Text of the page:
I am making a cherry dining table for my wife (her design!). The legs are
made from solid 12/4 cherry and are tapered.
Question. The table measures 36" X 54" from rail to rail. Do I have to
support this table top from the center to prevent sag? The top will be made
from 4/4 solid cherry milled down to 0.75" - 0.8"
I know I would usually consult "The Sagulator", but this isn't really a
Am I insane or should this not be a concern? Or both? :)
You can see my progress here:
As a friend of mine commented about his arc welding once; "I'm not much for
pretty, but I'm hell for strong".(He was actually an excellent welder!) In
your case, "why not"?
I'm assuming the top grain will run the long way. Probably wouldn't sag, but
center support stop-dadoed into the side rails will add the support, and
won't be seen anyway.
(I also tend to over-engineer).
Good luck, lookin' fine so far.
The only road to success is always under construction.
Problem is I already glued up the table frame. It was then that I strated
worrying about sag. If I throw in a center support rail I would probably
glue it in with just a but joint and add metal L brackets and screws on the
bottom and sides of the rail. What do ya think?
Great spot for some pocket screws... and glue.
Another method would be to rabbet a couple of cleats onto the ends of
the cross-support and attaching that in a 'T' fashion with a couple of
proper screws to the end grain. then screw the 'flange' to the inside of
the skirt on both ends.
I had a similar situation once, only I forgot to insert a centre support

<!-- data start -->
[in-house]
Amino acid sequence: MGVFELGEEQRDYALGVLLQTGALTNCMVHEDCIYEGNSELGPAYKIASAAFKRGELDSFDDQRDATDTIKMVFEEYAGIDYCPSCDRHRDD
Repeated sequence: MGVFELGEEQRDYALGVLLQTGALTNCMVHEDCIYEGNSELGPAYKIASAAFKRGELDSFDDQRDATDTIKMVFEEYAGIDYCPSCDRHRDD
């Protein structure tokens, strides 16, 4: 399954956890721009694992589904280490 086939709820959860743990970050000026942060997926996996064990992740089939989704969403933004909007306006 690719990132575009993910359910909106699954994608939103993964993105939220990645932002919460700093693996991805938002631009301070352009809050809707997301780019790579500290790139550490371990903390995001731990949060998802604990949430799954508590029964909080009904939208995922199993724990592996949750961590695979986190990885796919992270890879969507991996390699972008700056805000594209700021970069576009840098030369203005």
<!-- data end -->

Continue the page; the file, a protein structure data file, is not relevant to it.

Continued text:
rail when I installed the entire face frame assembly. What I ended up doing
was cut a centre support rail to size, fitted it to ensure it was of proper
length and then used biscuits to glue it into place. Since I couldn't insert
both biscuits and support rail considering the tightness of the fittings, I
made top and bottom cuts with the biscuit joiner, with the top ones being
slightly off to one side. I could fit and glue the bottom one properly in
place but the top one I put the support rail in place and then with glue
applied, slid the biscuit into place. Naturally, it was proud on the offset
side, but after the glue dried, I trimmed the proud part off and it was
virtually unnoticeable unless I leaned over and looked up at the bottom side
of the rail. Worked like a charm.
The top is going to be supported/attached on all four sides...it isn't
going to sag. However, if you were to whack it with a sledge hammer or
stack a bunch of concrete blocks on it, it might split so don't do
First, if it makes any difference to you, my degree is in mechanical
engineering with a concentration in materials engineering. My opinion is
that you do not need any additional support. Your end conditions won't
allow for much movement. If you hadn't already assembled the thing, I might
say "oh, what the hell", but I really wouldn't bother with it now.
I know you didn't ask, but I'm going to say that solely IMO, 3/4" finished
is too thin for a top this size. In fact, 3/4" is too thin for just about
any size. For my money, If I were doing it, I'd be starting at least with
5/4 and maybe 6/4. Just my $0.02. And it will minimize any sag ;-).
For what its worth, I came to the same basic conclusion as Todd before
reading down this far. IMO, the top will look weak at 0.75~0.8".
And, going 6/4 would alleviate the issues related to strength.
Thas $0.04 now...:)
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